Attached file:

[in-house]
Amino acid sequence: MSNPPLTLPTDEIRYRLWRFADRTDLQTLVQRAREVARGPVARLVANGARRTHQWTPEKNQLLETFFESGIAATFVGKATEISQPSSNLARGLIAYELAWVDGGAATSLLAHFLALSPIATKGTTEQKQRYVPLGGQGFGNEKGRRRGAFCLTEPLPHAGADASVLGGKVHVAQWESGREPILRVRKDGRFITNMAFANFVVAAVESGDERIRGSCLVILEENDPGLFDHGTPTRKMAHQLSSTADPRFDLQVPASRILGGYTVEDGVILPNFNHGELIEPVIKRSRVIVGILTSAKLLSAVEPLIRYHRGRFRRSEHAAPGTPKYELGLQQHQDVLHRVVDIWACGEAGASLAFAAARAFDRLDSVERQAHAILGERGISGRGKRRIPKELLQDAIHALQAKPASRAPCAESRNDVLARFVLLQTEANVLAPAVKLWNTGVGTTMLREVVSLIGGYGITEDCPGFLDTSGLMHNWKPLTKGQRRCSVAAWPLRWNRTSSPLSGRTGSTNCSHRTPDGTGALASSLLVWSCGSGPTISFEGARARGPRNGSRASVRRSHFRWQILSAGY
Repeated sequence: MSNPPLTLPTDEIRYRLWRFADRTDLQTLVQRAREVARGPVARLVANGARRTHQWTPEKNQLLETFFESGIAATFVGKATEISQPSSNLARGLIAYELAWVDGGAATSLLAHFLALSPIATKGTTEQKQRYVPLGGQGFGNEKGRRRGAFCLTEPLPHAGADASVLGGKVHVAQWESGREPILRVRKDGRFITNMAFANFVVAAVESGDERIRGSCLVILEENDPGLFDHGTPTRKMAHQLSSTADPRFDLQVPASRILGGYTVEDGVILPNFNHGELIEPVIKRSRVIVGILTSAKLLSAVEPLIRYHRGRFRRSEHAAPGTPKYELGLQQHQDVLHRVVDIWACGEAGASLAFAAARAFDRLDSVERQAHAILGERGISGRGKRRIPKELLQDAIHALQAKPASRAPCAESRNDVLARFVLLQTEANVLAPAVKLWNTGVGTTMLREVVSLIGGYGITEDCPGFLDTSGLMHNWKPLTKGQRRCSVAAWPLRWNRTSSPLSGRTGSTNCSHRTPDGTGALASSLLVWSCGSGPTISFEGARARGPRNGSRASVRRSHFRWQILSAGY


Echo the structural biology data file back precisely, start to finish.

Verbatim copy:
[in-house]
Amino acid sequence: MSNPPLTLPTDEIRYRLWRFADRTDLQTLVQRAREVARGPVARLVANGARRTHQWTPEKNQLLETFFESGIAATFVGKATEISQPSSNLARGLIAYELAWVDGGAATSLLAHFLALSPIATKGTTEQKQRYVPLGGQGFGNEKGRRRGAFCLTEPLPHAGADASVLGGKVHVAQWESGREPILRVRKDGRFITNMAFANFVVAAVESGDERIRGSCLVILEENDPGLFDHGTPTRKMAHQLSSTADPRFDLQVPASRILGGYTVEDGVILPNFNHGELIEPVIKRSRVIVGILTSAKLLSAVEPLIRYHRGRFRRSEHAAPGTPKYELGLQQHQDVLHRVVDIWACGEAGASLAFAAARAFDRLDSVERQAHAILGERGISGRGKRRIPKELLQDAIHALQAKPASRAPCAESRNDVLARFVLLQTEANVLAPAVKLWNTGVGTTMLREVVSLIGGYGITEDCPGFLDTSGLMHNWKPLTKGQRRCSVAAWPLRWNRTSSPLSGRTGSTNCSHRTPDGTGALASSLLVWSCGSGPTISFEGARARGPRNGSRASVRRSHFRWQILSAGY
Repeated sequence: MSNPPLTLPTDEIRYRLWRFADRTDLQTLVQRAREVARGPVARLVANGARRTHQWTPEKNQLLETFFESGIAATFVGKATEISQPSSNLARGLIAYELAWVDGGAATSLLAHFLALSPIATKGTTEQKQRYVPLGGQGFGNEKGRRRGAFCLTEPLPHAGADASVLGGKVHVAQWESGREPILRVRKDGRFITNMAFANFVVAAVESGDERIRGSCLVILEENDPGLFDHGTPTRKMAHQLSSTADPRFDLQVPASRILGGYTVEDGVILPNFNHGELIEPVIKRSRVIVGILTSAKLLSAVEPLIRYHRGRFRRSEHAAPGTPKYELGLQQHQDVLHRVVDIWACGEAGASLAFAAARAFDRLDSVERQAHAILGERGISGRGKRRIPKELLQDAIHALQAKPASRAPCAESRNDVLARFVLLQTEANVLAPAVKLWNTGVGTTMLREVVSLIGGYGITEDCPGFLDTSGLMHNWKPLTKGQRRCSVAAWPLRWNRTSSPLSGRTGSTNCSHRTPDGTGALASSLLVWSCGSGPTISFEGARARGPRNGSRASVRRSHFRWQILSAGY